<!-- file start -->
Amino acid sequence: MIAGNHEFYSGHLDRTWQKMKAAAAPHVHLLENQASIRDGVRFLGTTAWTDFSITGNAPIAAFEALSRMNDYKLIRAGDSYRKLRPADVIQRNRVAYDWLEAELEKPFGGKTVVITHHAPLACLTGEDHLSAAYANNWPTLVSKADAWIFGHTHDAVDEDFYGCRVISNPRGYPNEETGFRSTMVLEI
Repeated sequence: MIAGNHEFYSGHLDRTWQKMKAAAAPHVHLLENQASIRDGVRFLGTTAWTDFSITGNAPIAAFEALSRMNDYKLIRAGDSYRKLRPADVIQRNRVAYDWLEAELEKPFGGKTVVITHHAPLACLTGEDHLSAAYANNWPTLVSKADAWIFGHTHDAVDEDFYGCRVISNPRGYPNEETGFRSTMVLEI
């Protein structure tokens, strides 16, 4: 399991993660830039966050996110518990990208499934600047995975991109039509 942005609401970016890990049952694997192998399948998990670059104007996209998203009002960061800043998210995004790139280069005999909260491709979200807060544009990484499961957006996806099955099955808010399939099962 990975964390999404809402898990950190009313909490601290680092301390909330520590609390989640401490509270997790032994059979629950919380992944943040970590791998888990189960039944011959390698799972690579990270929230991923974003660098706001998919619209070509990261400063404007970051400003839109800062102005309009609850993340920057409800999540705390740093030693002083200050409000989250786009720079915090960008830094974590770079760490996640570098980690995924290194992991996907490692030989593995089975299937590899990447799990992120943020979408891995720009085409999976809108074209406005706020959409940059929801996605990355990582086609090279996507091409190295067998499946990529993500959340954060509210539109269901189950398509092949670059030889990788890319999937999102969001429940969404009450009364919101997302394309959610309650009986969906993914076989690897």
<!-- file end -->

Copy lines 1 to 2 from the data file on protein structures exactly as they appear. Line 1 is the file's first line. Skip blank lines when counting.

Amino acid sequence: MIAGNHEFYSGHLDRTWQKMKAAAAPHVHLLENQASIRDGVRFLGTTAWTDFSITGNAPIAAFEALSRMNDYKLIRAGDSYRKLRPADVIQRNRVAYDWLEAELEKPFGGKTVVITHHAPLACLTGEDHLSAAYANNWPTLVSKADAWIFGHTHDAVDEDFYGCRVISNPRGYPNEETGFRSTMVLEI
Repeated sequence: MIAGNHEFYSGHLDRTWQKMKAAAAPHVHLLENQASIRDGVRFLGTTAWTDFSITGNAPIAAFEALSRMNDYKLIRAGDSYRKLRPADVIQRNRVAYDWLEAELEKPFGGKTVVITHHAPLACLTGEDHLSAAYANNWPTLVSKADAWIFGHTHDAVDEDFYGCRVISNPRGYPNEETGFRSTMVLEI